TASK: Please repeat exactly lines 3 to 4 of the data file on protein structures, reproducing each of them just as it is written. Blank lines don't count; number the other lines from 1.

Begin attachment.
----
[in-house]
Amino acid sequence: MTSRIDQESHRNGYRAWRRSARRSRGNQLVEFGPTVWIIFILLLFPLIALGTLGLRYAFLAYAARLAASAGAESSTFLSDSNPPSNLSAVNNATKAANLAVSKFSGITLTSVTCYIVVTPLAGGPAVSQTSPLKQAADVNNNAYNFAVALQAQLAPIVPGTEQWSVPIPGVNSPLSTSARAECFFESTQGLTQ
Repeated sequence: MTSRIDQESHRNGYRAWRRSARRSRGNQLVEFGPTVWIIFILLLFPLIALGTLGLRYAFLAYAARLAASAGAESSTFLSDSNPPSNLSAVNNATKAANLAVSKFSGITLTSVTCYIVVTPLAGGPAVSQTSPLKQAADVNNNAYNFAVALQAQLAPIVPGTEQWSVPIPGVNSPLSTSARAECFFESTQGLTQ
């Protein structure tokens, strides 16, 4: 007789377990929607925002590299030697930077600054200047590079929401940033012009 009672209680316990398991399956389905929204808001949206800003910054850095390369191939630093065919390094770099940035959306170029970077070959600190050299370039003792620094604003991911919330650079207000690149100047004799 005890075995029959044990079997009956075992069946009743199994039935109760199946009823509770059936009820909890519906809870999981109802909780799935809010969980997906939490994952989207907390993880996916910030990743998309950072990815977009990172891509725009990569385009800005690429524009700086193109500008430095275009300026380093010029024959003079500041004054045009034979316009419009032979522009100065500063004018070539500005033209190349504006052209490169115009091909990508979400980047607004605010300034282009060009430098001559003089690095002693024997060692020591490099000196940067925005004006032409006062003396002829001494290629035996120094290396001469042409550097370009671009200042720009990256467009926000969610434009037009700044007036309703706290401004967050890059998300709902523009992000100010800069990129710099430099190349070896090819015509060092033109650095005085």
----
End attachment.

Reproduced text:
Repeated sequence: MTSRIDQESHRNGYRAWRRSARRSRGNQLVEFGPTVWIIFILLLFPLIALGTLGLRYAFLAYAARLAASAGAESSTFLSDSNPPSNLSAVNNATKAANLAVSKFSGITLTSVTCYIVVTPLAGGPAVSQTSPLKQAADVNNNAYNFAVALQAQLAPIVPGTEQWSVPIPGVNSPLSTSARAECFFESTQGLTQ
């Protein structure tokens, strides 16, 4: 007789377990929607925002590299030697930077600054200047590079929401940033012009 009672209680316990398991399956389905929204808001949206800003910054850095390369191939630093065919390094770099940035959306170029970077070959600190050299370039003792620094604003991911919330650079207000690149100047004799 005890075995029959044990079997009956075992069946009743199994039935109760199946009823509770059936009820909890519906809870999981109802909780799935809010969980997906939490994952989207907390993880996916910030990743998309950072990815977009990172891509725009990569385009800005690429524009700086193109500008430095275009300026380093010029024959003079500041004054045009034979316009419009032979522009100065500063004018070539500005033209190349504006052209490169115009091909990508979400980047607004605010300034282009060009430098001559003089690095002693024997060692020591490099000196940067925005004006032409006062003396002829001494290629035996120094290396001469042409550097370009671009200042720009990256467009926000969610434009037009700044007036309703706290401004967050890059998300709902523009992000100010800069990129710099430099190349070896090819015509060092033109650095005085």